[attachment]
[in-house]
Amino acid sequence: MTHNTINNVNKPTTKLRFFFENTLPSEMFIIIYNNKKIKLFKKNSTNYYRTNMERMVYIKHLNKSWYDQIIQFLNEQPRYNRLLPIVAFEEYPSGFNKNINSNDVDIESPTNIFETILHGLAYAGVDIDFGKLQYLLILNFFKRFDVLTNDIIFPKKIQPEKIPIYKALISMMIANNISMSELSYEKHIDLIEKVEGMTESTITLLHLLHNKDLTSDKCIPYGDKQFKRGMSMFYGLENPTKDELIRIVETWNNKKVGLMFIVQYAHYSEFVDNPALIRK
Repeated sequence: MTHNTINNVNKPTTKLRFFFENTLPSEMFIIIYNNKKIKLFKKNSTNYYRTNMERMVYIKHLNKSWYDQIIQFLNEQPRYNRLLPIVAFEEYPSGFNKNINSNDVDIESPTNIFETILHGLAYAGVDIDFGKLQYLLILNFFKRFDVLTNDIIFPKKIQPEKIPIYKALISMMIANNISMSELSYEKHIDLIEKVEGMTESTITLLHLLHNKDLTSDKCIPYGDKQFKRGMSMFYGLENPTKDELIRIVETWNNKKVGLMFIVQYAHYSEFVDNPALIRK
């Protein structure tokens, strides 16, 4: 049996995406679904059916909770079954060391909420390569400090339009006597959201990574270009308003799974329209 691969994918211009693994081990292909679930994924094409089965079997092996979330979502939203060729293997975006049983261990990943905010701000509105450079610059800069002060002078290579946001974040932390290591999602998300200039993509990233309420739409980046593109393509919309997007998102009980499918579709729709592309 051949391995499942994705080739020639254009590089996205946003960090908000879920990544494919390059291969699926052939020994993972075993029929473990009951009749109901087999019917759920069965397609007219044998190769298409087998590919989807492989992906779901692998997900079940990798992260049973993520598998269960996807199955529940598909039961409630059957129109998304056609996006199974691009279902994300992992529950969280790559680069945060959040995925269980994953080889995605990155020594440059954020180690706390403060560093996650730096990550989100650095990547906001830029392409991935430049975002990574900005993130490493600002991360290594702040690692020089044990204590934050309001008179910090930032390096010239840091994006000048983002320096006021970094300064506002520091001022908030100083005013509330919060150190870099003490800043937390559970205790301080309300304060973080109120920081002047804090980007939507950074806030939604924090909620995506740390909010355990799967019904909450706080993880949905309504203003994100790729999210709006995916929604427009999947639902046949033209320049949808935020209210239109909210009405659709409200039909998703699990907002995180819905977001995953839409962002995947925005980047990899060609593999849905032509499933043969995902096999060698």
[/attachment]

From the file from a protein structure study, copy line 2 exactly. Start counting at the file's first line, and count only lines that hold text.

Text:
Amino acid sequence: MTHNTINNVNKPTTKLRFFFENTLPSEMFIIIYNNKKIKLFKKNSTNYYRTNMERMVYIKHLNKSWYDQIIQFLNEQPRYNRLLPIVAFEEYPSGFNKNINSNDVDIESPTNIFETILHGLAYAGVDIDFGKLQYLLILNFFKRFDVLTNDIIFPKKIQPEKIPIYKALISMMIANNISMSELSYEKHIDLIEKVEGMTESTITLLHLLHNKDLTSDKCIPYGDKQFKRGMSMFYGLENPTKDELIRIVETWNNKKVGLMFIVQYAHYSEFVDNPALIRK